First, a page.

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Thread: Retrospective look at the 1992 Worlds

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  1. #1
    SkateFan4Life
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    Retrospective look at the 1992 Worlds

    I really had to hunt for my highlight tape from the 1992 World Figure Skating Championships, held in Oakland, California. After watching the action, I have to say that this competition featured some incredibly sloppy performances, as well as some excellent ones. Maybe everybody was tired from the long season and from competing at the Albertville Olympic Games. Anyway, here goes...

    The MEN:
    Viktor Petrenko of the "Unified Team" (former Soviet Union) had won the gold medal in Albertville, and he won his first and only World title at the 1992 Worlds. He skated two strong programs and convincingly won the title. I thought his skating was acutally better than it was at the Olympics, especially his long program. So many times Viktor ran out of energy in the second half of his long programs, but at the 1992 Worlds, he held things together pretty nicely. He was a very gracious champion. Very handsome, too!

    Kurt Browning of Canada came into the 1992 Worlds as the three-time defending World champion. However, he was still recovering from the serious back injury that had plagued him at the Olympics and contributed to his very disappointing six-place finish there.
    I still remember his Olympic long program, in which he doubled and/or singled many of his jumps - ouch. At the Worlds, however, Kurt skated well enough to win the silver medal. Clearly, he was on the mend, and he stated his intentions to stay eligible through the 2004 Winter Olympics. I recall reading an article on these Worlds that equated Kurt's silver medal win as "redemption" for him. He seemed clearly happy to be back on the podium again.

    Kurt's Canadian teammate, Elvis Stokjo won his first World medal, the bronze, with two powerful performances. What Elvis lacked in artistry he made up with in gutsy jumping.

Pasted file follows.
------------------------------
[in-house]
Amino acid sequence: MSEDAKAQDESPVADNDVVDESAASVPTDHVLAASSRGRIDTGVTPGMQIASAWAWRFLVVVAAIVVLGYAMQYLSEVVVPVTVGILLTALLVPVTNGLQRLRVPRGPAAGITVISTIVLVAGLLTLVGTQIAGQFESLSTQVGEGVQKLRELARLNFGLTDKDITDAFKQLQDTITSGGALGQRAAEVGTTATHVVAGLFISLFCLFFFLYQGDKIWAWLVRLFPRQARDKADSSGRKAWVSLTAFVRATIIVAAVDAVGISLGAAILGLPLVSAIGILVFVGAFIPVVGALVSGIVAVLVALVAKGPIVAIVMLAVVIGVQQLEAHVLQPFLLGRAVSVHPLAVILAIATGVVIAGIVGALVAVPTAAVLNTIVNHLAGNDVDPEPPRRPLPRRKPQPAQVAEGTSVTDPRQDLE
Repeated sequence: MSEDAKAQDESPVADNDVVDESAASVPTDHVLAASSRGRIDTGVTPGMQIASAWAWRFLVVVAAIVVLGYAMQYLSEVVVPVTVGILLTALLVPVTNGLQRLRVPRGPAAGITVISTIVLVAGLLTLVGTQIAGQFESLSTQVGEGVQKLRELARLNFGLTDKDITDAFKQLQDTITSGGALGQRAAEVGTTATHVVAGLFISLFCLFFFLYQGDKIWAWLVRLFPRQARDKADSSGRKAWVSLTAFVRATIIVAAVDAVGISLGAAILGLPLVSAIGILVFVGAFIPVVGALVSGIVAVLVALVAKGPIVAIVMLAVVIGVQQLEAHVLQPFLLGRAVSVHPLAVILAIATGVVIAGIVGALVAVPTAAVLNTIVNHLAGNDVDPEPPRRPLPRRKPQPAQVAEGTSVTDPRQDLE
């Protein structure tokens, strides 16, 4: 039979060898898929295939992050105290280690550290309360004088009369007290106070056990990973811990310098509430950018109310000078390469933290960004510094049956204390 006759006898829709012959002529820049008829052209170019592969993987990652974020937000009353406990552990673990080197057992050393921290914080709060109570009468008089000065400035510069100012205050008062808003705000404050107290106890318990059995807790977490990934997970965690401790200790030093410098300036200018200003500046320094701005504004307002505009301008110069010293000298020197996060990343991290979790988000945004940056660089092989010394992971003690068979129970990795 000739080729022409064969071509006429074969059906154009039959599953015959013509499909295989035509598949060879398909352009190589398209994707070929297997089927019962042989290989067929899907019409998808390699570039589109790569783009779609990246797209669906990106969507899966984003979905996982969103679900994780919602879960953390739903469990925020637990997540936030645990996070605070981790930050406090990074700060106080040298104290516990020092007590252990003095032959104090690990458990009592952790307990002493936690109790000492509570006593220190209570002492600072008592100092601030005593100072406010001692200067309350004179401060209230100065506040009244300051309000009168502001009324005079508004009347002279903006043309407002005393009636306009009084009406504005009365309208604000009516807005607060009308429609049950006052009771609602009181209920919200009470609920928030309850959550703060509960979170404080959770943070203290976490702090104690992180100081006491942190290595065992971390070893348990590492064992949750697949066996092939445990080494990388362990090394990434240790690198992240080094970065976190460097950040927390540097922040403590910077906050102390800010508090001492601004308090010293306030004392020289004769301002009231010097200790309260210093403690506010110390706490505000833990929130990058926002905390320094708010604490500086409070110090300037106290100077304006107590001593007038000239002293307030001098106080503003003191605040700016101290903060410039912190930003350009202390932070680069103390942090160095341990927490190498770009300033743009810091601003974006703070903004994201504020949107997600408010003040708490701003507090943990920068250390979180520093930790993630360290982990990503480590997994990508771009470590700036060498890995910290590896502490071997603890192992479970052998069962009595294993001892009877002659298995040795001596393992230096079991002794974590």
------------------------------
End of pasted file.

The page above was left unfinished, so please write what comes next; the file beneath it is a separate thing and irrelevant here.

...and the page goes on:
Olympic silver medalist Paul Wylie had skipped the Worlds. Mark Mitchell, the bronze medalist at Nationals, competed at the Worlds and finished a respectable fifth. Mark was an elegant skater with a long, lean line.

    US Champion Christopher Bowman, who had finished fourth at the Olympics, again finished fourth at the Worlds. In his long program, Christopher ran into the boards, and one of his knees was badly jammed. He managed to complete his program, but it was painful to watch him skate, as he was skating in obvious pain.

    Todd Eldredge was recovering from a back injury and finished 7th.

    The WOMEN:
    Kristi Yamaguchi, the newly-crowned Olympic champion, defended her World title with ease, although she fell on her nemesis jump, the triple salchow. Nancy Kerrigan, the Olympic bronze medalist, won the silver at Worlds with a long program that was, well, terribly sloppy. There were a number of falls and miscues. Even Nancy appeared to be surprised at the relatively high marks she received, given the poor quality of her long program. Her parents were quoted as stating, "This was one competion in which we absolutely could not say the judges were unfair. If anything, they were generous." Frankly, in my opinion, Nancy was given a gift with the silver medal, based upon the mediocre quality of her long program. She looked almost embarrassed to accept the silver medal.